ABENDZEITUNG: Who really wants to become president ?
Munich's Abendzeitung writes: "The witch-hunters have reached their goal. From now on, Clinton is bound to commit failures. If he continues with his legalistic hair-splitting, he'll lose his friends. But if he says he lied, impeachment is unavoidable. The disheartening question is: Who really wants to become president if he is not entitled to a private life or if he is deprived of the right to make a mistake now and then?"
RHEIN-NECKAR ZEITUNG: Did democracy really gain ground ?
The Rhein-Neckar Zeitung, published in Heidelberg, says that "President Clinton will be remembered in history as the first leader who got his sexual privacy exposed all over the world through the Internet. It's unclear, though," the paper writes, "if democracy really gained ground by the release of all these slippery details, or if it was a victory for the American Puritan delusion of exorcising evil spirits."
ECONOMIST: Clinton's failure to leave condemns him most
In Britain, the influential weekly Economist continues to call for President Clinton's resignation. In a lead editorial in this week's issue (dated Sept. 19) entitled "Just Go," the magazine writes: "Nothing (in Bill Clinton's) presidency condemns him like his failure to leave it. He has broken his trust and disgraced his office, but he clings on. Saving his skin at all costs, against the odds, has become the theme of his political career. Each escape is notched up as a victory. But every time he wriggles through --grubbier, slicker, trailing longer festoons of contrition-- he does more damage to his country."
The editorial goes on: "All Mr. Clinton's considerable energies are now turned in only one direction: his political survival....America and the world at large have already suffered many months of this. They are crying out for the President's concentrated attention. People may not care that he is a philanderer, but they cannot afford his distraction."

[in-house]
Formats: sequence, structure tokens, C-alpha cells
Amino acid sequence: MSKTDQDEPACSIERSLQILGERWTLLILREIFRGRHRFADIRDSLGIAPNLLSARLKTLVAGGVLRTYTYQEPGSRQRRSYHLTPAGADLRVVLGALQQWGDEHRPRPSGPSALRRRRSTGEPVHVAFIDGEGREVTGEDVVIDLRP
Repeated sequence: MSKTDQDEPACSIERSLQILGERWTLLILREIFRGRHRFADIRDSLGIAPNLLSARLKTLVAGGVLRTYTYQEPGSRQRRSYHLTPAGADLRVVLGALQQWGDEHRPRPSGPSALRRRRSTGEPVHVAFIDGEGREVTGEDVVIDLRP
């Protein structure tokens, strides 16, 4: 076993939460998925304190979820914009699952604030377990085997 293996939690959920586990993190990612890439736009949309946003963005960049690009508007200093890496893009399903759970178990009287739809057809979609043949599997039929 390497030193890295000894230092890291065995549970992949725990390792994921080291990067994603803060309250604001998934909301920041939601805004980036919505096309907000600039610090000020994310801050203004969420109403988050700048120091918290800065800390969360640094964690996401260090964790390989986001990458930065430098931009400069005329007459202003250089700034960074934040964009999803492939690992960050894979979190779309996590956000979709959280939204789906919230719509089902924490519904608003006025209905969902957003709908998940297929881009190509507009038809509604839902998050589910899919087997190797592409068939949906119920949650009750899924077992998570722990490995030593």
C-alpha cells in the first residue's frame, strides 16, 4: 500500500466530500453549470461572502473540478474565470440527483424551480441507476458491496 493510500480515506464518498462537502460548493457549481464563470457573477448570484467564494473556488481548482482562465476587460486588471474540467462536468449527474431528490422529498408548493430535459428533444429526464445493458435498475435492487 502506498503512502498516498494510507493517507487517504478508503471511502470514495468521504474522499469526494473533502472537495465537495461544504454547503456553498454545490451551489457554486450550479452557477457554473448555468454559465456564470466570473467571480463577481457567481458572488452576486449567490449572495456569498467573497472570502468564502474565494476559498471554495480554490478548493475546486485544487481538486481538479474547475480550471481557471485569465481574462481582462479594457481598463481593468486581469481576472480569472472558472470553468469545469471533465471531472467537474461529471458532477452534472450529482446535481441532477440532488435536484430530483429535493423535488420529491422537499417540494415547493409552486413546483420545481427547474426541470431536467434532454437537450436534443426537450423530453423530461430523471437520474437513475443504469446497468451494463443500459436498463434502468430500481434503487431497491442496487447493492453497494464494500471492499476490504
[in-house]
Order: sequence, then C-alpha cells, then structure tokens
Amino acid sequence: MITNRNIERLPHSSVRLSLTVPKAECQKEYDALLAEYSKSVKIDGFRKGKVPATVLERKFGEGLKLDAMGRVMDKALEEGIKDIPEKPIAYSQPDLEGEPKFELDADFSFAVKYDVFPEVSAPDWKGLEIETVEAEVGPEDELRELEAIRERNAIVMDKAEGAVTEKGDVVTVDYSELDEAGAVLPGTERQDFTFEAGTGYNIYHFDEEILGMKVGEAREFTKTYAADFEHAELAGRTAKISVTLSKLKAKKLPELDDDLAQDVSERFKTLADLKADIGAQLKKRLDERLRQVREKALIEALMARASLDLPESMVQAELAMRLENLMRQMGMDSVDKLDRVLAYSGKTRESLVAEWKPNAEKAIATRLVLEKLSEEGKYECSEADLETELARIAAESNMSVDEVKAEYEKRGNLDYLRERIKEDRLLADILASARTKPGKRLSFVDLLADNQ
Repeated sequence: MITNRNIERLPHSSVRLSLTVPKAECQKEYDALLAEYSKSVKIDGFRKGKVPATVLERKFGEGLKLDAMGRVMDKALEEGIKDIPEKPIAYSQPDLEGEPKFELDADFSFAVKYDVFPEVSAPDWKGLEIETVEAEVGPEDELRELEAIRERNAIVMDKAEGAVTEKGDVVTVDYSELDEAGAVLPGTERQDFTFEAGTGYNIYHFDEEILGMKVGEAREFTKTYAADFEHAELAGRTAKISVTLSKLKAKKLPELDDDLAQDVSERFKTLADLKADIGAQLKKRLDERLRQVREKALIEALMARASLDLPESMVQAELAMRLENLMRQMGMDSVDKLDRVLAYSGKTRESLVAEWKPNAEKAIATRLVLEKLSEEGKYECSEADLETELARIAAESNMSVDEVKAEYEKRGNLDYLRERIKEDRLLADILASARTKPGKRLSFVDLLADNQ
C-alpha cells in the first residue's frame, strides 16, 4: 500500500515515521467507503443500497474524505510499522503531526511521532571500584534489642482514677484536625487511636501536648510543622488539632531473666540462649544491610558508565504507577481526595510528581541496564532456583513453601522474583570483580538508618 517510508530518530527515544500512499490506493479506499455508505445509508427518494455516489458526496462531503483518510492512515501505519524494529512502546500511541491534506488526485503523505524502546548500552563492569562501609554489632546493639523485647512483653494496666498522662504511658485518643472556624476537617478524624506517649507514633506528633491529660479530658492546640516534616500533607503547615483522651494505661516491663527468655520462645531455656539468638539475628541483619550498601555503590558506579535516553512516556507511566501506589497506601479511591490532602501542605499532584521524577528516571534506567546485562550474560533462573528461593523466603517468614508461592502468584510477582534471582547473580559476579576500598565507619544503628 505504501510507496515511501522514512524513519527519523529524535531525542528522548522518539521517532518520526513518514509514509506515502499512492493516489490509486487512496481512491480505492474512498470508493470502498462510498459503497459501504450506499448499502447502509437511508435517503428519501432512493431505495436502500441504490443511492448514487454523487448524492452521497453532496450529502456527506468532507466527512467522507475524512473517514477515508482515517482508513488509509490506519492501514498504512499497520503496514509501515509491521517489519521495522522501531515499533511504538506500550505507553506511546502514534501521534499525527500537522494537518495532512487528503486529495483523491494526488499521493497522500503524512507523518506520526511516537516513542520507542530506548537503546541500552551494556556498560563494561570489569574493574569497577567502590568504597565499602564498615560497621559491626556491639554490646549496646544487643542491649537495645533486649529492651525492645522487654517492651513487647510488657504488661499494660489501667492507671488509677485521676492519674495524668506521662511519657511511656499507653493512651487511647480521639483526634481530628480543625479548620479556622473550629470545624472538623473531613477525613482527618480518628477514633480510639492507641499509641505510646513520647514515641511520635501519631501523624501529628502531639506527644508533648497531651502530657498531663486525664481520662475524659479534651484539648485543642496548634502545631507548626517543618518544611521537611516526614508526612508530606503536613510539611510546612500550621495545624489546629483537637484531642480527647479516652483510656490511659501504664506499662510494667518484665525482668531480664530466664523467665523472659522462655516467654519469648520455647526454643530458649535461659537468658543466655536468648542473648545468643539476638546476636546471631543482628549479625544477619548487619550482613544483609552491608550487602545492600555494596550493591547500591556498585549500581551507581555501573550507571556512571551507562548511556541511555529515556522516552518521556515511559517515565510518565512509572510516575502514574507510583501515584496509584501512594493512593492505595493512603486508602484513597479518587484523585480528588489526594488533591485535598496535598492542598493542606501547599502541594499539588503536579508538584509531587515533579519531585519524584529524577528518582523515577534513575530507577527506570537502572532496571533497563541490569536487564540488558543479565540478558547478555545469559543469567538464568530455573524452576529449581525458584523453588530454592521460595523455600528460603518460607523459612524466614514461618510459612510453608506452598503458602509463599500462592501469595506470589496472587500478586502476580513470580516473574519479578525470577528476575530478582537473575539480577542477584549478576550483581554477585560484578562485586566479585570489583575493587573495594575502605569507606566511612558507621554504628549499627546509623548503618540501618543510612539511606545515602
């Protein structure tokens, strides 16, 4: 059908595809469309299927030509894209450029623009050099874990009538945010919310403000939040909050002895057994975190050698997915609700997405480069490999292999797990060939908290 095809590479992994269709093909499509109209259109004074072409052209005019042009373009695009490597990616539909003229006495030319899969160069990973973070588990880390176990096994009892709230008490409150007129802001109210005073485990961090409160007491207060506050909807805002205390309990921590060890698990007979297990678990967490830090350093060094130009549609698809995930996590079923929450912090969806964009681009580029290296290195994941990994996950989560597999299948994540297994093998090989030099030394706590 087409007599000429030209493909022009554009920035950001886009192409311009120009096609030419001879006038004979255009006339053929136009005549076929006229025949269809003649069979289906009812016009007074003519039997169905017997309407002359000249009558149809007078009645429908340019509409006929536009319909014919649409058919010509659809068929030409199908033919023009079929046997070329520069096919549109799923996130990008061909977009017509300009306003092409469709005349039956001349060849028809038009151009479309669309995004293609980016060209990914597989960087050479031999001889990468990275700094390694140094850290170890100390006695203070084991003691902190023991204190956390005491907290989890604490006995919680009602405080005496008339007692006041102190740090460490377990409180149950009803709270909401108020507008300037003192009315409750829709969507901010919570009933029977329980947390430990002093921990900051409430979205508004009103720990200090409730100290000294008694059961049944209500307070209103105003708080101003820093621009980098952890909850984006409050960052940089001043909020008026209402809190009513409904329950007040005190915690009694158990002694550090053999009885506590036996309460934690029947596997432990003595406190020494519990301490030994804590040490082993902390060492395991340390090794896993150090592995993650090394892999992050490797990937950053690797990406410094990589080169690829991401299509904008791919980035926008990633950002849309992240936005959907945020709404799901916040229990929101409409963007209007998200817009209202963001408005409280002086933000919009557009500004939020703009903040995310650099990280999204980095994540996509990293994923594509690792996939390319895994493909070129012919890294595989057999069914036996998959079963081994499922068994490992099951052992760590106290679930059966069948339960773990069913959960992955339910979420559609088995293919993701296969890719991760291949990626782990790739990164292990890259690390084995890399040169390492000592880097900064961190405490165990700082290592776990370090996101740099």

And the Economist concludes: "Even those who still respect the President, a dwindling band, no longer have any expectations of him. He has severed the trust and thrown away the moral suasion that make presidents effective. He may well stay in office for another two years, but consumed with his own image and continuously on the defensive. No country can afford that."
NEW YORK TIMES: The squabbling does not augur well for the hard work that lies ahead
In the U.S., the New York Times today castigates Congress for what it calls "rancorous diversions" in its consideration of President Clinton's problems this week. In an editorial, the paper writes: "The nonpartisan, dignified review of the Monica Lewinsky case that was promised by congressional leaders last week has quickly descended into political acrimony and the pursuit of tangential matters. The squabbling does not augur well for the hard work that lies ahead as the House (of Representatives) considers whether to initiate impeachment proceedings."